Revealing the neuronal mechanisms enabling the hippocampus to maintain episodic memory (i.e., memory for personal events) is a fundamental issue for our understanding of human intelligence. A temporal compression mechanism based on theta phase coding has been shown to be essential for the encoding of episodic memory occurring on a behavioral timescale (>a few seconds) and capable of operating sequential and spatial memory. However, episodic memory models should be developed to handle more semantic-rich contents. Here, memory from the reading of a passage of literature was evaluated using a network model based on theta phase coding. Two types of input were simultaneously applied: word inputs, defined by the eye movement sequence obtained during the reading, with each fixated word encoded by a vector computed from a statistical language model with a large text corpus; and sequence inputs, defined by random activations and representing a gradually changing input pattern, independent of the eye movement. The results successfully demonstrated a memory generated by the word sequence from the 6-min reading session, and the memory network for the sequence input was shown to be essential for the retrieval. This result was characterized by a words-in-sequence structure in the network formed by theta phase coding, of which, the unidirectional connections among sequence units dominantly evoked the sequential activation, which further conveyed word unit activations through the unidirectional connections from the sequence to the word units. This suggests a general role for theta phase coding in the formation of episodic memory.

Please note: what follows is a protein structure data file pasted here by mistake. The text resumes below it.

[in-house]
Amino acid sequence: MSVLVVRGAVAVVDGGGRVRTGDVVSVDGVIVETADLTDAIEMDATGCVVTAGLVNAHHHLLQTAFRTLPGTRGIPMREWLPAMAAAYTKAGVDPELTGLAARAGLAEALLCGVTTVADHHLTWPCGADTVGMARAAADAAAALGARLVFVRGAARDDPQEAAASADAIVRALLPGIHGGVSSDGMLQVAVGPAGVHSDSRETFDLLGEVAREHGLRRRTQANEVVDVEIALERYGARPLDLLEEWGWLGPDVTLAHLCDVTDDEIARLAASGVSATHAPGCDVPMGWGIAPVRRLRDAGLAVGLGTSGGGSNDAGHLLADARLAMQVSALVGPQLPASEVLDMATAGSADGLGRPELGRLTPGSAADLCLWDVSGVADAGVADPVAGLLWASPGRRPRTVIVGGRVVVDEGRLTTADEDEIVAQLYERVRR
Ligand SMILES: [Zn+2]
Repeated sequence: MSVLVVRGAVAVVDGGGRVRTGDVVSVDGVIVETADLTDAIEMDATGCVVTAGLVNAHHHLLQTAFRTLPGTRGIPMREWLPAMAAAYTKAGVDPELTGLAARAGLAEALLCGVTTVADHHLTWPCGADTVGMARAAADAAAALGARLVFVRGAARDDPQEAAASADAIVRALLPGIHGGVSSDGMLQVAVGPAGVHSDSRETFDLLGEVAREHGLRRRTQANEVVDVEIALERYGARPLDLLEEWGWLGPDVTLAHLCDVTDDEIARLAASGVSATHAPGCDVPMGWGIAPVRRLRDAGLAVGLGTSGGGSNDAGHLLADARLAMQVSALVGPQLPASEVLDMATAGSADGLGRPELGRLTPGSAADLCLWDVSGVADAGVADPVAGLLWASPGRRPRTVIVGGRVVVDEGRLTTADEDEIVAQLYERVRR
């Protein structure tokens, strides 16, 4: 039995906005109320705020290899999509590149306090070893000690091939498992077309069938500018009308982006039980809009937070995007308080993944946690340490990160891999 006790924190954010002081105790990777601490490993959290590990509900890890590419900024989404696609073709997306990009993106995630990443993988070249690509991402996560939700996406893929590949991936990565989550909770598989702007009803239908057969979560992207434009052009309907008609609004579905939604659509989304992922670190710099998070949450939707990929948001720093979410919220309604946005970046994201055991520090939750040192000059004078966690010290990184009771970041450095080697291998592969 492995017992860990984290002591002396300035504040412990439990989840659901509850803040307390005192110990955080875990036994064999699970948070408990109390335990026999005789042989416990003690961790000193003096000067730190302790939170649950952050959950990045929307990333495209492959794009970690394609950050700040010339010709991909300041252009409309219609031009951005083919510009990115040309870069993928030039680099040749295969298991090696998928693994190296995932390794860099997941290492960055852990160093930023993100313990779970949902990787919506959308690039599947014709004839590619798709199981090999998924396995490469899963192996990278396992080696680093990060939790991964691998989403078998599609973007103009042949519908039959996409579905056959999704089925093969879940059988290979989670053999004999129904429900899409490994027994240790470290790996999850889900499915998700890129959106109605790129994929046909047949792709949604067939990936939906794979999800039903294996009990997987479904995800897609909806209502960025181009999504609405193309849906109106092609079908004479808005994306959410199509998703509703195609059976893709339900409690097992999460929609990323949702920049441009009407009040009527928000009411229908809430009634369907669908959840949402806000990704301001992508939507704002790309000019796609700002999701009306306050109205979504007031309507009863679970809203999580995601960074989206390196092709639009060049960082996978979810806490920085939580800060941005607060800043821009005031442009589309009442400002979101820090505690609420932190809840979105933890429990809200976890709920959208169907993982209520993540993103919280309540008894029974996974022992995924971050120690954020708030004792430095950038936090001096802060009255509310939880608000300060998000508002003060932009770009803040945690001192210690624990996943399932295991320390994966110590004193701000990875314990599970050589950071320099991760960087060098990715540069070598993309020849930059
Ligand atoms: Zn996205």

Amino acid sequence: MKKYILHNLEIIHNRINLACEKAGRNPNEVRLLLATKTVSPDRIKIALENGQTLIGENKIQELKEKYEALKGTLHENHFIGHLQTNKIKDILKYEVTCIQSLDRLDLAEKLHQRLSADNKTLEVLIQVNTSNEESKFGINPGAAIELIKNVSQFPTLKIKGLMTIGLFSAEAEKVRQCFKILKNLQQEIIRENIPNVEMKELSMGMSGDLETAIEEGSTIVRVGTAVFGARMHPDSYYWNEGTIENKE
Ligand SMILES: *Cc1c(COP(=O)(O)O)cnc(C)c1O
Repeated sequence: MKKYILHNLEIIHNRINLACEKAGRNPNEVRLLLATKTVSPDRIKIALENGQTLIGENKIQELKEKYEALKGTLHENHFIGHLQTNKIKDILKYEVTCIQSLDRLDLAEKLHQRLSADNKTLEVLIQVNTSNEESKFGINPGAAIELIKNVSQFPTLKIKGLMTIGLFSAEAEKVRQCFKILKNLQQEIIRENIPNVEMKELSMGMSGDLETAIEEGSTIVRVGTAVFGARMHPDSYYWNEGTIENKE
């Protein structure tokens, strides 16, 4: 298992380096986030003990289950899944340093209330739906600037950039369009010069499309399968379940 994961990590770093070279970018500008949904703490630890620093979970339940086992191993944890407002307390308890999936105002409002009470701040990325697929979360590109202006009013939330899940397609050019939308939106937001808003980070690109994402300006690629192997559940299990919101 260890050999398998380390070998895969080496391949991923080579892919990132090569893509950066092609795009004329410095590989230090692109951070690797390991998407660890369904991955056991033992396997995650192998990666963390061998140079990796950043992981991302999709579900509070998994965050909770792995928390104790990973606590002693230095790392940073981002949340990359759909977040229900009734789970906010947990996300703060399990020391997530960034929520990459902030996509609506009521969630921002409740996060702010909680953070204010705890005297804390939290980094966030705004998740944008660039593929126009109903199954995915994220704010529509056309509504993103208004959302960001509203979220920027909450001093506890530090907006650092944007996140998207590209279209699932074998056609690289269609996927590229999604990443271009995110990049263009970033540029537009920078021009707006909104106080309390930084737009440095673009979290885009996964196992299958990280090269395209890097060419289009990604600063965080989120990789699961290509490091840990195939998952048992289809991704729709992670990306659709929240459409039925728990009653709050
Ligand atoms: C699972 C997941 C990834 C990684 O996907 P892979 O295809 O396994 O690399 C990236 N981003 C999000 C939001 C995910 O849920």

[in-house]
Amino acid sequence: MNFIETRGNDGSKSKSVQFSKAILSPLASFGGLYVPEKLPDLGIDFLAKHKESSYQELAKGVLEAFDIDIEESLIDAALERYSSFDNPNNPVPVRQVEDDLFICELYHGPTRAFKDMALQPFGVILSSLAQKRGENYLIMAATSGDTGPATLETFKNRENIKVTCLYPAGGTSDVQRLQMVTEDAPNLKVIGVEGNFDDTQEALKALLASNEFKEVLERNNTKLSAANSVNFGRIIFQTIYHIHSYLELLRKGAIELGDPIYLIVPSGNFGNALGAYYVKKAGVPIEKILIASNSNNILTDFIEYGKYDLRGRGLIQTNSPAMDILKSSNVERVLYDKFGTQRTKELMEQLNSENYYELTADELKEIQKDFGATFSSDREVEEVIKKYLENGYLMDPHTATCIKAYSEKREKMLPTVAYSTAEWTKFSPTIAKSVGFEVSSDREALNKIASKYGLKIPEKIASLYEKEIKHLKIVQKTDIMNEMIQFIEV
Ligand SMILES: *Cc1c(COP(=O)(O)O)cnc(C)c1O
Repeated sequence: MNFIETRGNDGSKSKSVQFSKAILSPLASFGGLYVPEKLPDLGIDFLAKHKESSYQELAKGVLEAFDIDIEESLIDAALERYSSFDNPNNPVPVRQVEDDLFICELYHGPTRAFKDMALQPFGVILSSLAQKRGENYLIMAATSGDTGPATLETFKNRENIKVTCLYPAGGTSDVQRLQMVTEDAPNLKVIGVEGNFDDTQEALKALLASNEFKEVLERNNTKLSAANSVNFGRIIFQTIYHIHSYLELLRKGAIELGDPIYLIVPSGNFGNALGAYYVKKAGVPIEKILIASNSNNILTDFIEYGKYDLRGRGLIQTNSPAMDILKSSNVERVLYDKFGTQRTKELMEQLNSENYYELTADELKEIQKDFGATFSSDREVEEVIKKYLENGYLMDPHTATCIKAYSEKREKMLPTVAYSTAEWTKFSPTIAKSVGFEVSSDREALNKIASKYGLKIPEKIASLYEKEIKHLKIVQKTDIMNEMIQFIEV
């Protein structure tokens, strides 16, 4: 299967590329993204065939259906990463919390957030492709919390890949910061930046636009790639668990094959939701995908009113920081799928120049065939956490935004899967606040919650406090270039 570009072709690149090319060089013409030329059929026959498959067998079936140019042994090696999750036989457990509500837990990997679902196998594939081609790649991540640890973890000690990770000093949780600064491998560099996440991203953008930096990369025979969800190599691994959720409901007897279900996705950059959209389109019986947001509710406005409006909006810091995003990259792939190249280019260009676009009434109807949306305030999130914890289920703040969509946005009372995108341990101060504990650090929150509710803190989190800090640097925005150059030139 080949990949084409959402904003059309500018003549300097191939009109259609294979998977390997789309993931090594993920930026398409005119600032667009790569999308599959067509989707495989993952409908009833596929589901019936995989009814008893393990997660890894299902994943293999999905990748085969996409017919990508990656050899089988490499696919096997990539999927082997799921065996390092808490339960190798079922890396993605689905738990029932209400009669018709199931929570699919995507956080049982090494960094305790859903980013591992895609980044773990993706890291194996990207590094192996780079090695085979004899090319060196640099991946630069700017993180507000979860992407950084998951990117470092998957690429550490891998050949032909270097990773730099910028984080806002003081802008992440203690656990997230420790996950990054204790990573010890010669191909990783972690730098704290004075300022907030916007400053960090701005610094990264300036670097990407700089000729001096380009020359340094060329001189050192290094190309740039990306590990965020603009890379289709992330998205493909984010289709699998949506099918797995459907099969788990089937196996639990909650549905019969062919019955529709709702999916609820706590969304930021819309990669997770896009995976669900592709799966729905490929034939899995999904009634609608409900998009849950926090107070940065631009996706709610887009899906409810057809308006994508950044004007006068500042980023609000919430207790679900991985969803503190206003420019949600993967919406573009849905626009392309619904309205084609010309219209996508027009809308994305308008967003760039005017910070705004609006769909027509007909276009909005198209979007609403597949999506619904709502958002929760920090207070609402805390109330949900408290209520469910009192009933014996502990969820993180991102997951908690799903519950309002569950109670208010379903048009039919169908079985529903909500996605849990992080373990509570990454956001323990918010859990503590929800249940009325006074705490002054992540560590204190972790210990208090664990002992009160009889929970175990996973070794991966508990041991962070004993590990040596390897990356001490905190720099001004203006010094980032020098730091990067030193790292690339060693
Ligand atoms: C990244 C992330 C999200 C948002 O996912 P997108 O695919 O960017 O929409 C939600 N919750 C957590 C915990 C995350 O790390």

Neural Processing Letters – Springer Journals
Published: May 17, 2017
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